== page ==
What if the way Evangelicals have defined sex is leading to emotional distance, and even abuse, in marriage?
by Sheila Wray Gregoire
After blogging about sex and marriage for thirteen years, and listening to so many women with heartbreaking stories, last year my team and I decided to try to get to the bottom of it. We conducted the largest survey that’s ever been done of Christian women’s marital and sexual satisfaction to see if certain evangelical teachings about sex led to worse outcomes for women. And this Spring, we released those findings in our new book, The Great Sex Rescue.
Here’s what we discovered. Many of the things taught in the church lead to lower rates of arousal, lower orgasm rates, lower trust in your mate—even higher rates of sexual pain.
When we looked at what the teachings had in common, one overarching theme emerged: we see sex as Emerson Eggerichs does in Love & Respect as—” a husband has a need for a physical release,” and, “if your husband is typical, he has a need you don’t have.” So sex is defined as mostly physical, and it’s pretty much just for men.
Let’s see how that definition of sex plays out. If I were to ask you, “did you have sex last night?”, what would you think I was asking? Chances are you’d ask yourself, “did my husband put his penis into my vagina and move around until he climaxed?”
That’s the definition of intercourse, yes. But what happens when we equate sex and intercourse? It means that you could be lying there making a grocery list in your head; you could be lying there in emotional turmoil, or you could be lying there in physical pain and agony, and it would still count as sex. Our typical definition of sex leaves a wife’s experience completely out of the equation.
Last year, on a whim, I conducted a poll on Twitter and Facebook (this one wasn’t scientific!) and asked, “which message have you heard more often in Christian circles?
- Do not deprive your husband
- Women’s sexual pleasure matters
The results were 95%-5% for do not deprive your husband.
Our evangelical world stresses the central importance of sex in marriage, but then erases a wife’s experience from our definition of sex.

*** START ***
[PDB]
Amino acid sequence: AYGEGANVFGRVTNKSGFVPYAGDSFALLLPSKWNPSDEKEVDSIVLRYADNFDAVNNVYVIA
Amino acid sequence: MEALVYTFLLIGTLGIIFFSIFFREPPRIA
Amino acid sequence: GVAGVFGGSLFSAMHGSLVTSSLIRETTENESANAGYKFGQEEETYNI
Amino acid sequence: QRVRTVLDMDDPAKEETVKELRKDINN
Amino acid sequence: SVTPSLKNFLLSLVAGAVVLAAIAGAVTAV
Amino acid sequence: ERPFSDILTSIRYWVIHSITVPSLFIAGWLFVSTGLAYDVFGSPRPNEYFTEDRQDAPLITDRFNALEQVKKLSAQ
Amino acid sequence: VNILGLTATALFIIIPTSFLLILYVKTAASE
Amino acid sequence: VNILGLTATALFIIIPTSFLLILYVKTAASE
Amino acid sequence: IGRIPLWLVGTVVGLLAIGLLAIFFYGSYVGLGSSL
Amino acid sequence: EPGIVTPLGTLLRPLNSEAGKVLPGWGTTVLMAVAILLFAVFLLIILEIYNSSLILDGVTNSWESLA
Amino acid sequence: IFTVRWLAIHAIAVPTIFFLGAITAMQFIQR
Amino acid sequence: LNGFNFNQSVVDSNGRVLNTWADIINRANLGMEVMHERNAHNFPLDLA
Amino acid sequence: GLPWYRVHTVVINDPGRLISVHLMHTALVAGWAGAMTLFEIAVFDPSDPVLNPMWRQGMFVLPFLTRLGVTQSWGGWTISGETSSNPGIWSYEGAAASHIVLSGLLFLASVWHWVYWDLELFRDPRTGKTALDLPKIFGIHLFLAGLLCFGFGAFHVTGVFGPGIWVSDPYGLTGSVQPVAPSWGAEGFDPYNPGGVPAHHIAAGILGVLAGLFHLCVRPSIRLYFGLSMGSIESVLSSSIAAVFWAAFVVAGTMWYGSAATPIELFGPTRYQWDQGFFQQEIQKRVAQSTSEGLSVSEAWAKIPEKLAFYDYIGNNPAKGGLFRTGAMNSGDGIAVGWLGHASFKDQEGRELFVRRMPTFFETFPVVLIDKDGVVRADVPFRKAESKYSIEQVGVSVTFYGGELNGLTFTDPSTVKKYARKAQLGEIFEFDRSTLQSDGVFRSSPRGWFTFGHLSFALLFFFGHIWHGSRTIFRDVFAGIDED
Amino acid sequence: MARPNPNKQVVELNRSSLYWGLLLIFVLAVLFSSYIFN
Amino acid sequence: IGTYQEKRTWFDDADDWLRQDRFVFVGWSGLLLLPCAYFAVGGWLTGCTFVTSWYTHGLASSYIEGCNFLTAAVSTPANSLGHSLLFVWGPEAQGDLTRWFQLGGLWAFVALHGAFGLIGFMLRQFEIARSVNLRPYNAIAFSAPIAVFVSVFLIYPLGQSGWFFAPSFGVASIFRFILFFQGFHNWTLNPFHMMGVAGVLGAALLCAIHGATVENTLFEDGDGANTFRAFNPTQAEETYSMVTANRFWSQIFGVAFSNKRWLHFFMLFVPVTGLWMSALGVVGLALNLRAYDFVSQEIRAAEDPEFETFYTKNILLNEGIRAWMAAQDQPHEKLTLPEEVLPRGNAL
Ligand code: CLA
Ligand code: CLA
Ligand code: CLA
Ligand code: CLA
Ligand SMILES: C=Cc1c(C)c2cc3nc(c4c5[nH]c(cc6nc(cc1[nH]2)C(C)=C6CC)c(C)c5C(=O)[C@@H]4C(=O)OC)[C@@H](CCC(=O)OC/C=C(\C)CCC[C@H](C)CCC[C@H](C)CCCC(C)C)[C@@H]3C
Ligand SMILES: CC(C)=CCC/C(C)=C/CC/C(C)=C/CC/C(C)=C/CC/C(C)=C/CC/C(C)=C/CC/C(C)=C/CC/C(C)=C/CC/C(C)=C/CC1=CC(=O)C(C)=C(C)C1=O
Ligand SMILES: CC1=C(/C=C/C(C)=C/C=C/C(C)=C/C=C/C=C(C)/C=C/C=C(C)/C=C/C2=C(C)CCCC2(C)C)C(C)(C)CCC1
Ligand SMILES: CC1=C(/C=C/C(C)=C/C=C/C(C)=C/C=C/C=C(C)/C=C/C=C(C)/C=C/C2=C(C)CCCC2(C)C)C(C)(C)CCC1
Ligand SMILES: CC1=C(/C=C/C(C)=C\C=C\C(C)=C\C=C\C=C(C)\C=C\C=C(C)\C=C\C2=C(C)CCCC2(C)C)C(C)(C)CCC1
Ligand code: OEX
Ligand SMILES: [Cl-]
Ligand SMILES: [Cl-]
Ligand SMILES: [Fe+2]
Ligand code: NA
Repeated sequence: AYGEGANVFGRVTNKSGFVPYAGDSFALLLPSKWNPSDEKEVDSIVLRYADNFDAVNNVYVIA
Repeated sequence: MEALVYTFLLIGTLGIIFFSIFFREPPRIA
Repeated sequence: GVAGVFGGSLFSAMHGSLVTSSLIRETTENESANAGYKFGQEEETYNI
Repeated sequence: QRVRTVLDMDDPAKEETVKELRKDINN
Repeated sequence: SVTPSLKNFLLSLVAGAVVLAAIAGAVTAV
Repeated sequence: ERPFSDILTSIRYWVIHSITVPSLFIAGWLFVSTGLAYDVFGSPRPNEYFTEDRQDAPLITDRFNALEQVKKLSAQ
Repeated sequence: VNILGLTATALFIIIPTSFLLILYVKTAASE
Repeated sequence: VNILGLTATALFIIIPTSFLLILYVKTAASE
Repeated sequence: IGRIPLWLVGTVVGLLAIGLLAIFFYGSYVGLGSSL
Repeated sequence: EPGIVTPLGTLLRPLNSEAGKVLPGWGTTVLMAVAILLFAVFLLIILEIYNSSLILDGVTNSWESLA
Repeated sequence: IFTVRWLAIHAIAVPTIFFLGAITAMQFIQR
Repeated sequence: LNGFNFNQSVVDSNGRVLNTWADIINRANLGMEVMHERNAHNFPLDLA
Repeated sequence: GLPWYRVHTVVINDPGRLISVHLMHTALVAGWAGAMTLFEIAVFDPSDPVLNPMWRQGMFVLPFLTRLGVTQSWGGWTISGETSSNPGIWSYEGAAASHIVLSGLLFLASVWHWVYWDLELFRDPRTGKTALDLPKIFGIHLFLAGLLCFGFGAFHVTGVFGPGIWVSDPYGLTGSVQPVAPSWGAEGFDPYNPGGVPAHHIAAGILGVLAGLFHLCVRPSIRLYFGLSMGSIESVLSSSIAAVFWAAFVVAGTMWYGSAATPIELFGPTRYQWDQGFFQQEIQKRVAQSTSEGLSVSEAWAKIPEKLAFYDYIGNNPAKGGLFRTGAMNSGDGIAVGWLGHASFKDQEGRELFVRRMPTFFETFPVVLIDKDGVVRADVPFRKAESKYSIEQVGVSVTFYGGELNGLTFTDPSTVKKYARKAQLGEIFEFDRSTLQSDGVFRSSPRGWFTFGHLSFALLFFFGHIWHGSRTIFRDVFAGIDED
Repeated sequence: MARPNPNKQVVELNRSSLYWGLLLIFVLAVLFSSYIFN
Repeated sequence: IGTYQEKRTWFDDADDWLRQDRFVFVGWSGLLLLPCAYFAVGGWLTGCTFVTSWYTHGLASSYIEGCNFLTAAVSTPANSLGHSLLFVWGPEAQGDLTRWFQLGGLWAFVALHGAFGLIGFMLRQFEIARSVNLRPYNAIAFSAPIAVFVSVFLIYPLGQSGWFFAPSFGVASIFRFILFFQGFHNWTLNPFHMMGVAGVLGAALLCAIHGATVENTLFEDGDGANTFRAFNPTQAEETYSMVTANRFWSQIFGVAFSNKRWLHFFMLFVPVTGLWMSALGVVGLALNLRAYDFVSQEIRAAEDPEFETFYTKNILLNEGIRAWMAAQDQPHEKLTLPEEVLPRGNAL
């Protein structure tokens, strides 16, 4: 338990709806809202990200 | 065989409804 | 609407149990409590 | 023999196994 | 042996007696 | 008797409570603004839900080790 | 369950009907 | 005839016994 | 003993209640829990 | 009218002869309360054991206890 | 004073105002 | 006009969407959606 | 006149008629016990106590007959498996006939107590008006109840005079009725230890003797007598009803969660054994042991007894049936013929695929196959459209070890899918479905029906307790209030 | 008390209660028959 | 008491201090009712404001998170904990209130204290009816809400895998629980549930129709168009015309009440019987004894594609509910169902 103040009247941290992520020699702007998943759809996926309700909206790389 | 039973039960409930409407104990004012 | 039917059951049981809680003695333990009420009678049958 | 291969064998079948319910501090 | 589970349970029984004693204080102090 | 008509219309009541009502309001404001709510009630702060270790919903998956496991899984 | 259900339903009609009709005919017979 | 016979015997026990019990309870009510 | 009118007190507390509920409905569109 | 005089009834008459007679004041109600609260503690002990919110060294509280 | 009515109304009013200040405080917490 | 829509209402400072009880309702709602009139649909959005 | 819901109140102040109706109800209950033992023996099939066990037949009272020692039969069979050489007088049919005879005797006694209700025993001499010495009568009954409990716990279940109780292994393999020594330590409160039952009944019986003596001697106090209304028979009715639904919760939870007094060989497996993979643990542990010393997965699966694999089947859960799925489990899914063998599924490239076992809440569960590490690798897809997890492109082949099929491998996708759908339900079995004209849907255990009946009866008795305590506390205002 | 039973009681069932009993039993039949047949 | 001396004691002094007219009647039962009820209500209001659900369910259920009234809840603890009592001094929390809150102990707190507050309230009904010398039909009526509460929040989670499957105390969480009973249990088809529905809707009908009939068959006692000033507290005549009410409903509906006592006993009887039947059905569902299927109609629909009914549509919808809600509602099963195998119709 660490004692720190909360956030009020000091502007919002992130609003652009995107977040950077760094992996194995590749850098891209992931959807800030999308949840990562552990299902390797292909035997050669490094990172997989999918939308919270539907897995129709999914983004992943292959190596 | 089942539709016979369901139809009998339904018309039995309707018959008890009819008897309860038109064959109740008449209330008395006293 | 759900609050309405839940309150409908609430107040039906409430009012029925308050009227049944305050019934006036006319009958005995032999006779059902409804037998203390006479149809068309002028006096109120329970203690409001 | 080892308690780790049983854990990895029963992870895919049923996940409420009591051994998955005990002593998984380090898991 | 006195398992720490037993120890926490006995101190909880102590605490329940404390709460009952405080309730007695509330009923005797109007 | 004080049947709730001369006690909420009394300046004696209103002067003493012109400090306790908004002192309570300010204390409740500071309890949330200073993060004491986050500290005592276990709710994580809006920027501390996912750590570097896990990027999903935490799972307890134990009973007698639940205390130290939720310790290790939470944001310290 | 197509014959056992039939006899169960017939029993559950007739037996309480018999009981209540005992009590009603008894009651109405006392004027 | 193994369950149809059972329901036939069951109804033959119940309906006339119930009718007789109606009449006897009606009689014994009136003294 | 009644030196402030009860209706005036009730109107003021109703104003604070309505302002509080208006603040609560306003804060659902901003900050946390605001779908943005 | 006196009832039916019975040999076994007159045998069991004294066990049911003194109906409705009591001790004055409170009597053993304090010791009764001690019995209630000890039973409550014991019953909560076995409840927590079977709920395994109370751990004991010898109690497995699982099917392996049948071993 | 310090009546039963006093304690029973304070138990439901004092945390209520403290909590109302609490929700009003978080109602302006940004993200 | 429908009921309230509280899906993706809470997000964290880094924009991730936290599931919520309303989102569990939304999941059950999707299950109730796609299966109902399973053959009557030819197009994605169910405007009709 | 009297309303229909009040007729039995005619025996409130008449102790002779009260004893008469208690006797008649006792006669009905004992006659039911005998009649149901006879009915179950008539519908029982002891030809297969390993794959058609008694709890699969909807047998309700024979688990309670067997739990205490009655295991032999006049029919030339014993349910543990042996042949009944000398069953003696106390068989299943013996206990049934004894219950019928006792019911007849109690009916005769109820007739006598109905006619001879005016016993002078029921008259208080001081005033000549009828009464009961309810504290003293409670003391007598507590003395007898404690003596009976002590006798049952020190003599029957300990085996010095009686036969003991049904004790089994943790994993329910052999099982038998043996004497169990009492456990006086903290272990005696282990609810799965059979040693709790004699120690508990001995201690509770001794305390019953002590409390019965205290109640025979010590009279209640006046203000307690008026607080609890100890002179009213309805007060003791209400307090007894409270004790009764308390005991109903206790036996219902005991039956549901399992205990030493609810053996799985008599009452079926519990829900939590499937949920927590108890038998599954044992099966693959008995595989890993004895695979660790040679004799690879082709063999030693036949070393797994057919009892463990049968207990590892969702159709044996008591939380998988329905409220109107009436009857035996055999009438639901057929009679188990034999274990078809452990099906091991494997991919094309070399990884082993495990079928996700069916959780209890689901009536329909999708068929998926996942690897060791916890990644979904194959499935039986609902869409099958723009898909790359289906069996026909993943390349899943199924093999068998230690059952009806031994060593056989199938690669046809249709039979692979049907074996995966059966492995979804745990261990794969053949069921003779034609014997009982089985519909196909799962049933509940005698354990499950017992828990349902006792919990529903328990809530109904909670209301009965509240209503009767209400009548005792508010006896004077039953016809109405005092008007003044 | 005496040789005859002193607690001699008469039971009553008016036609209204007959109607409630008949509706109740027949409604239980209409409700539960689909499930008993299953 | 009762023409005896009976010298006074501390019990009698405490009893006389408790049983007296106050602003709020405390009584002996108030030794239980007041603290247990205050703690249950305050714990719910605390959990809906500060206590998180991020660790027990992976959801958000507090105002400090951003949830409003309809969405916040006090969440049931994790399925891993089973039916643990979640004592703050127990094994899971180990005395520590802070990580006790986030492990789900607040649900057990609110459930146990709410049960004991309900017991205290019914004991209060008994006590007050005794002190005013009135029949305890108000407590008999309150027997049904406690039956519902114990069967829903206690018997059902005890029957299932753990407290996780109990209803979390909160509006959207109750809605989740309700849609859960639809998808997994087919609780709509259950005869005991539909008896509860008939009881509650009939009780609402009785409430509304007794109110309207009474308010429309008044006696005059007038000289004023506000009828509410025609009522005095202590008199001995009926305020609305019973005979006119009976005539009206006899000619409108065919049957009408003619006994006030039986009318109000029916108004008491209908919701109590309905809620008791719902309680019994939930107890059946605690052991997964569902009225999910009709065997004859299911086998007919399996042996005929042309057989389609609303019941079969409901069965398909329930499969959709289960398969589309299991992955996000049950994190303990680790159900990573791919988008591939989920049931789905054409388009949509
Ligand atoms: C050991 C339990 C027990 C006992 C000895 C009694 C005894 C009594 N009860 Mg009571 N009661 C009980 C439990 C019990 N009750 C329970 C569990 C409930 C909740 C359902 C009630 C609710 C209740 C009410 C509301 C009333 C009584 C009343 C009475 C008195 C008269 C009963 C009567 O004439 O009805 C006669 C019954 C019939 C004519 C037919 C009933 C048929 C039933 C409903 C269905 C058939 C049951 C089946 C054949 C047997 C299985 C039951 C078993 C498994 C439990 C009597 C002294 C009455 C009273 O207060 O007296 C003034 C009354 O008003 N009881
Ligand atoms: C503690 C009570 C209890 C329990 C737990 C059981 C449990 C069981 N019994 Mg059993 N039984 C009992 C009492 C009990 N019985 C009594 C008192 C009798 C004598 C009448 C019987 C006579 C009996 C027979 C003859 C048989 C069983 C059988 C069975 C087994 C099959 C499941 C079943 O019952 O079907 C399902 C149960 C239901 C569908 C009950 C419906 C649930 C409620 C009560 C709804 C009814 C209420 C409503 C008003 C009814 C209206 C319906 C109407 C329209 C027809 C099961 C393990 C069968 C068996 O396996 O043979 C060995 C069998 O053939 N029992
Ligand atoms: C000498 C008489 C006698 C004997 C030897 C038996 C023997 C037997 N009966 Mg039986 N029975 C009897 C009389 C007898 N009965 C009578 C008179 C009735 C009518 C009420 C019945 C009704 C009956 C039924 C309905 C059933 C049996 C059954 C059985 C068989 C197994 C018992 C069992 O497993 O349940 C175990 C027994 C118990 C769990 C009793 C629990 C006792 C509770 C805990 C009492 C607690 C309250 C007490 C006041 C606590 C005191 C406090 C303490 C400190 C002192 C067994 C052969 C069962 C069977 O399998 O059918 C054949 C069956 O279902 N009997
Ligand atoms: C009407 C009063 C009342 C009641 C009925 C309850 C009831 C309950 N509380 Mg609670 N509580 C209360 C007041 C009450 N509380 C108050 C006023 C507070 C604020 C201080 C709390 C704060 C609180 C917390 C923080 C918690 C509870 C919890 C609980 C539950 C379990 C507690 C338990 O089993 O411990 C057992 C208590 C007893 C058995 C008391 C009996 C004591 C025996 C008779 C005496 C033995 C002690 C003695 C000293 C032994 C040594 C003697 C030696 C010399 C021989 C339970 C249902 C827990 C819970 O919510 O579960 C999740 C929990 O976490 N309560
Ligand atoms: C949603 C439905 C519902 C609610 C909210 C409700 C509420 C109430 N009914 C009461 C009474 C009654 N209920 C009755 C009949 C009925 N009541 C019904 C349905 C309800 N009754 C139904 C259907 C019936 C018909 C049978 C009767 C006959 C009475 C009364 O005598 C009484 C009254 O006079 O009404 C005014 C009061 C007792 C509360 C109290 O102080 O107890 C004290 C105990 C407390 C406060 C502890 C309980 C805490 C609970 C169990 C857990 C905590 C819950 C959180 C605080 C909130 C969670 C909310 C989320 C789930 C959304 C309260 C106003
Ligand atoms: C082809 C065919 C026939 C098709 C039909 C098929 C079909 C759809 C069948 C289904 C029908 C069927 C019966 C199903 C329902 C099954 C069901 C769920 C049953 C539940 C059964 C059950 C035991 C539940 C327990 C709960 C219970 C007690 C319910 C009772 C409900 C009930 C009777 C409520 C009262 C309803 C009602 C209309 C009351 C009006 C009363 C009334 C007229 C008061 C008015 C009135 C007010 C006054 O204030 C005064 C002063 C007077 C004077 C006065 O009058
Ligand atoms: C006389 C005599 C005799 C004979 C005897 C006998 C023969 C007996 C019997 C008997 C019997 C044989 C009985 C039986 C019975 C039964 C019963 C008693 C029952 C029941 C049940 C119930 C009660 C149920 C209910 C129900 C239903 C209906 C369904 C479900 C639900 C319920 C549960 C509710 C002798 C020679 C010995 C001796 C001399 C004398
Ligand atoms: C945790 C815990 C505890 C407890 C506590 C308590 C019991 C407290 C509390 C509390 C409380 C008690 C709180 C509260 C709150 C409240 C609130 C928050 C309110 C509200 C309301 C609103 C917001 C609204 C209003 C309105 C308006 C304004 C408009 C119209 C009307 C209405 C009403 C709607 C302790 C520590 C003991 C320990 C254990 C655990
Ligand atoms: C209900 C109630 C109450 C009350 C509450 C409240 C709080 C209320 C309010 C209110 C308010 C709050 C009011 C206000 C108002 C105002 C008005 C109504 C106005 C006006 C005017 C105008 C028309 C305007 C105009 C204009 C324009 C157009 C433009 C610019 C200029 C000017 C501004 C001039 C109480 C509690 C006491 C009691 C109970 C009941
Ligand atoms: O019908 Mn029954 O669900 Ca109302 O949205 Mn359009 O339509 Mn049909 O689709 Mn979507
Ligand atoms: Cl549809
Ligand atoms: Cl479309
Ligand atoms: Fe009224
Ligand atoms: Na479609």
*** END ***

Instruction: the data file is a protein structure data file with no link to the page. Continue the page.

The Bible, though, does not define sex as one-sided intercourse.
In Genesis 4:1, we read—“And Adam knew his wife Eve, and she conceived…” But if you look at that Hebrew word for “know”, it’s the same word that David uses in the Psalms when he says “search me and know me, O God.” It’s a deep longing for connection, to be completely intimate with someone else. God-designed sex is to be INTIMATE, a deep knowing.
If we look at Song of Solomon, it’s evident that sex is also supposed to be exciting and pleasurable for both. And if we look at 1 Corinthians 7:3-5, everything that the husband has the wife has too. The whole point of that passage is complete and utter mutuality.
Sex, the way the Bible portrays it, is INTIMATE, MUTUAL, and PLEASURABLE. It’s not one-sided intercourse.
But so often women do accept one-sided sex because we are taught sex is our “duty.”
The most harmful message that we measured by far was the idea that “a wife is obligated to give her husband sex whenever he wants it.” Other messages were also harmful—“all men struggle with lust; it’s every man’s battle,” or “a wife should have frequent sex with her husband to help him fight against porn.” But the obligation sex message, as we called it, was a whole other level of toxic.
To explain why, let me share just one statistic we found. The obligation sex message increases a woman’s likelihood of experiencing vaginismus, or primary sexual pain, almost to the same extent as prior sexual abuse does. Our bodies interpret the obligation sex message as trauma, because both abuse and obligation sex say, “Your needs don’t matter. I get to use you when I want to.” The obligation sex message erases you as a person.
And yet, over and over again, our evangelical resources told women they had no right to say no. In Sheet Music, Kevin Leman advised women to give husbands oral sex or hand jobs during their periods because her period was a difficult time for the husband. Emerson Eggerichs warned that a husband would come under satanic attack without regular physical release. Over and over again, the books told women: you can’t say no.
In fact, all too many of our bestsellers even mention marital rape without calling it bad. Tim LaHaye, in The Act of Marriage, called a man who had raped his wife throughout their marriage “equally unhappy” as his wife, the rape victim. Willard Harley in His Needs, Her Needs describes a husband saying, “I felt like I was begging her, or even raping her. But I can’t help it—I need to make love!” He never explained that rape is not okay.
In the book of Genesis, we read the heartbreaking story of Hagar, maid to Sarah and Abraham. When Sarah couldn’t conceive, she gave her maid to Abraham, and he had a child with her. As his slave, Hagar had no way of properly consenting. Then, later, when Sarah did conceive and have a child, Hagar and her son were considered threats to the child of the promise. So they were banished and sent out to the desert.
While they were there, alone and desperate, Hagar has an encounter with God. And she is the first person in Scripture given the honor of bestowing a name upon God. This woman who had been sexually abused, used, and discarded, looked at God, and called him, “The God who sees me.”
God sees women. He loves his daughters. And it is not His will that we are used or abused, sexually or otherwise.
Sheila Wray Gregoire is the blogger behind ToLoveHonorandVacuum.com and the Bare Marriage podcast, calling women to strip away all the faulty teachings about marriage from the church and get back to Jesus. Her latest book, The Great Sex Rescue: The Lies You've Been Taught and How to Recover What God Intended, asks the church to finally listen to women's voices.